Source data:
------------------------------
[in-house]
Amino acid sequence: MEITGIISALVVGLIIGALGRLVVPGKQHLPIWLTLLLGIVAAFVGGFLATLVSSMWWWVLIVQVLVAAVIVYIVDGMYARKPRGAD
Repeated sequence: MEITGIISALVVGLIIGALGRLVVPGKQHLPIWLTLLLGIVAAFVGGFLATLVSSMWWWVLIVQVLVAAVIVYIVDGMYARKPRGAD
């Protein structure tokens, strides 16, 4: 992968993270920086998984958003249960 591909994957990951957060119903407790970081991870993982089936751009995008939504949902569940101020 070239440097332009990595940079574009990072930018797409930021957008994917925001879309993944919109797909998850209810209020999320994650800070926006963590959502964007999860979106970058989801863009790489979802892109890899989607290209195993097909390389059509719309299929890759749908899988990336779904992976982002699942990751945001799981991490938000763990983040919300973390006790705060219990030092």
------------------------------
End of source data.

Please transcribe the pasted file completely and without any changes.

[in-house]
Amino acid sequence: MEITGIISALVVGLIIGALGRLVVPGKQHLPIWLTLLLGIVAAFVGGFLATLVSSMWWWVLIVQVLVAAVIVYIVDGMYARKPRGAD
Repeated sequence: MEITGIISALVVGLIIGALGRLVVPGKQHLPIWLTLLLGIVAAFVGGFLATLVSSMWWWVLIVQVLVAAVIVYIVDGMYARKPRGAD
């Protein structure tokens, strides 16, 4: 992968993270920086998984958003249960 591909994957990951957060119903407790970081991870993982089936751009995008939504949902569940101020 070239440097332009990595940079574009990072930018797409930021957008994917925001879309993944919109797909998850209810209020999320994650800070926006963590959502964007999860979106970058989801863009790489979802892109890899989607290209195993097909390389059509719309299929890759749908899988990336779904992976982002699942990751945001799981991490938000763990983040919300973390006790705060219990030092």